The above quote is transmitted to Eugenia by Garey. He has been in prison longer than her, and he has hatched this idea that by sending the police on a wild-goose chase, it will save the Party. Obviously, this plan does not seem to be well developed. I think we could definitely talk about the absurdity of this plan, but I think a more compelling discussion would come from talking about Garey’s motives. Here is this man, a well established party member, who has been harassed, beaten, and imprisoned by the Party. But, he still wants to save it. Why? I think Eugenia’s rational for not doing what Garey suggested is very interesting since it also has to do with Party loyalty. What are we supposed to believe causes them to have faith things will get better and the Party will survive this terror?
Throughout Ginzburg’s narrative, we have seen the importance of family to the prisoners: especially in imagining their family is safe outside of the prison walls. In Chapters 21 and 22, we can see just how important Genia and Zina’s families are to them and how their safety is a comfort. Genia, until this chapter, was comforted by the fact that her children were safe with their father and being taken care of. Once she heard that her husband had been imprisoned, this comfort was taken away from her. Genia says, ” Up to now I had kept such memories at bay by telling myself: “The children are with their father.” Foolishly, I had thought our family would be spared”. After the news of her husband’s arrest, Genia is distraught, but she is comforted by a new family of hers – unconventional as it may be. Her cellmates become quite a family. When Genia gets the news, it is her cellmates, particularly Lydia, who comfort her while she mourns the loss of her family’s imagined security.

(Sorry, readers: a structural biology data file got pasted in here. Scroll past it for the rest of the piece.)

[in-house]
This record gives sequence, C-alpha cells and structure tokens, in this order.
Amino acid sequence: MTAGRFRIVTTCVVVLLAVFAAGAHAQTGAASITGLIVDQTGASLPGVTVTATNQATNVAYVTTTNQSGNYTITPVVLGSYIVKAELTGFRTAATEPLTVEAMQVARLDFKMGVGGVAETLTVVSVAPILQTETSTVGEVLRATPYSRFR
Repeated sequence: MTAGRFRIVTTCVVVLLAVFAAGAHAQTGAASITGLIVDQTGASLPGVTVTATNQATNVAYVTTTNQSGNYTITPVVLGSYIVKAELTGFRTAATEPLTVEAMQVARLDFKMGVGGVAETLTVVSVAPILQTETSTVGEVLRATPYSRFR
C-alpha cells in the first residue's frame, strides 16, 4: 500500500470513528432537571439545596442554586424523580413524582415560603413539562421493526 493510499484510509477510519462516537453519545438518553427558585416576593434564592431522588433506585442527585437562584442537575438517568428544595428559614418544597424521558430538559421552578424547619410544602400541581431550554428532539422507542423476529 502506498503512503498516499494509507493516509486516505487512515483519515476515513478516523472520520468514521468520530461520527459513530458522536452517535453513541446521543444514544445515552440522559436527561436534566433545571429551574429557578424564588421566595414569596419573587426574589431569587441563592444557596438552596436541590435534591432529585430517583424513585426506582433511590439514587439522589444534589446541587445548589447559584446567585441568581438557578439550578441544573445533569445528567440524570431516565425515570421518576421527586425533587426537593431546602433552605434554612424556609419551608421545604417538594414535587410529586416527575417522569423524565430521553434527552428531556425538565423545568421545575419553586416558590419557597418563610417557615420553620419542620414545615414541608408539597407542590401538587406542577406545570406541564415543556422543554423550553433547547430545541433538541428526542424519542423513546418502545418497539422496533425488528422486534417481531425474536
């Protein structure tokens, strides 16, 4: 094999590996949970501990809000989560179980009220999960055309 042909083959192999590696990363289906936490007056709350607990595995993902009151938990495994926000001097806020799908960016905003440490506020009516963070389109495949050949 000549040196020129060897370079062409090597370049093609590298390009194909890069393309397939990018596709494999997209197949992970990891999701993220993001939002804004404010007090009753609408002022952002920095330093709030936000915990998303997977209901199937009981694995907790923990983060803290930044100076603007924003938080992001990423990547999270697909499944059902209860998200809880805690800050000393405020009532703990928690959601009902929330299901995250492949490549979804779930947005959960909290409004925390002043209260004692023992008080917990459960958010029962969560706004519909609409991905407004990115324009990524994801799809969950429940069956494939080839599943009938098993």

When Zina is added to the group, the cell family protects each other from the threat of a newcomer. Gaining entrance into their family isn’t easy, but once Zina suffers severely at the hands of the guards, the ranks open to comfort her. Genia tries to comfort Zina by reciting the names of her children, hoping it will bring comfort to her while Zina tries to sleep.
Family can come in different shapes, but the comfort it provides remains the same. Would you agree that the cellmates Genia has had become a family and, if so, do you believe they bring her comfort?